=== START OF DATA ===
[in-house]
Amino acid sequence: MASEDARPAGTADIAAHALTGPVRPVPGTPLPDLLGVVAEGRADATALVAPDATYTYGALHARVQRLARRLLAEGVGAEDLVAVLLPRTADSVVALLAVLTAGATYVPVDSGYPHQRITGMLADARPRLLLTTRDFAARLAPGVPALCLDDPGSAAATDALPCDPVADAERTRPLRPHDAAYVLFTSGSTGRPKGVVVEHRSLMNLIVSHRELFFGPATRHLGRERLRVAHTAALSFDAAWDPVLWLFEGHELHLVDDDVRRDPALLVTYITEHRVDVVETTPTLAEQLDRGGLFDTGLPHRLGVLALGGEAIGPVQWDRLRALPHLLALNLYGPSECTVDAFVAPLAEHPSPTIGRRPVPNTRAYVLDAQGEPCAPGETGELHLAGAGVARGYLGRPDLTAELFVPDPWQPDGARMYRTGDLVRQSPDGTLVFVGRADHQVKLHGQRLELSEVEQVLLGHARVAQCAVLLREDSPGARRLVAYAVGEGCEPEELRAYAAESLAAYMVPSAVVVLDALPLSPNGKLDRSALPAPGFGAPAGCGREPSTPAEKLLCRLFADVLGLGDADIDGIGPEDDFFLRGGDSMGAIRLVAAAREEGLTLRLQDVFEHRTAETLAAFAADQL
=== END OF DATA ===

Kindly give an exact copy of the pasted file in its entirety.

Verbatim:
[in-house]
Amino acid sequence: MASEDARPAGTADIAAHALTGPVRPVPGTPLPDLLGVVAEGRADATALVAPDATYTYGALHARVQRLARRLLAEGVGAEDLVAVLLPRTADSVVALLAVLTAGATYVPVDSGYPHQRITGMLADARPRLLLTTRDFAARLAPGVPALCLDDPGSAAATDALPCDPVADAERTRPLRPHDAAYVLFTSGSTGRPKGVVVEHRSLMNLIVSHRELFFGPATRHLGRERLRVAHTAALSFDAAWDPVLWLFEGHELHLVDDDVRRDPALLVTYITEHRVDVVETTPTLAEQLDRGGLFDTGLPHRLGVLALGGEAIGPVQWDRLRALPHLLALNLYGPSECTVDAFVAPLAEHPSPTIGRRPVPNTRAYVLDAQGEPCAPGETGELHLAGAGVARGYLGRPDLTAELFVPDPWQPDGARMYRTGDLVRQSPDGTLVFVGRADHQVKLHGQRLELSEVEQVLLGHARVAQCAVLLREDSPGARRLVAYAVGEGCEPEELRAYAAESLAAYMVPSAVVVLDALPLSPNGKLDRSALPAPGFGAPAGCGREPSTPAEKLLCRLFADVLGLGDADIDGIGPEDDFFLRGGDSMGAIRLVAAAREEGLTLRLQDVFEHRTAETLAAFAADQL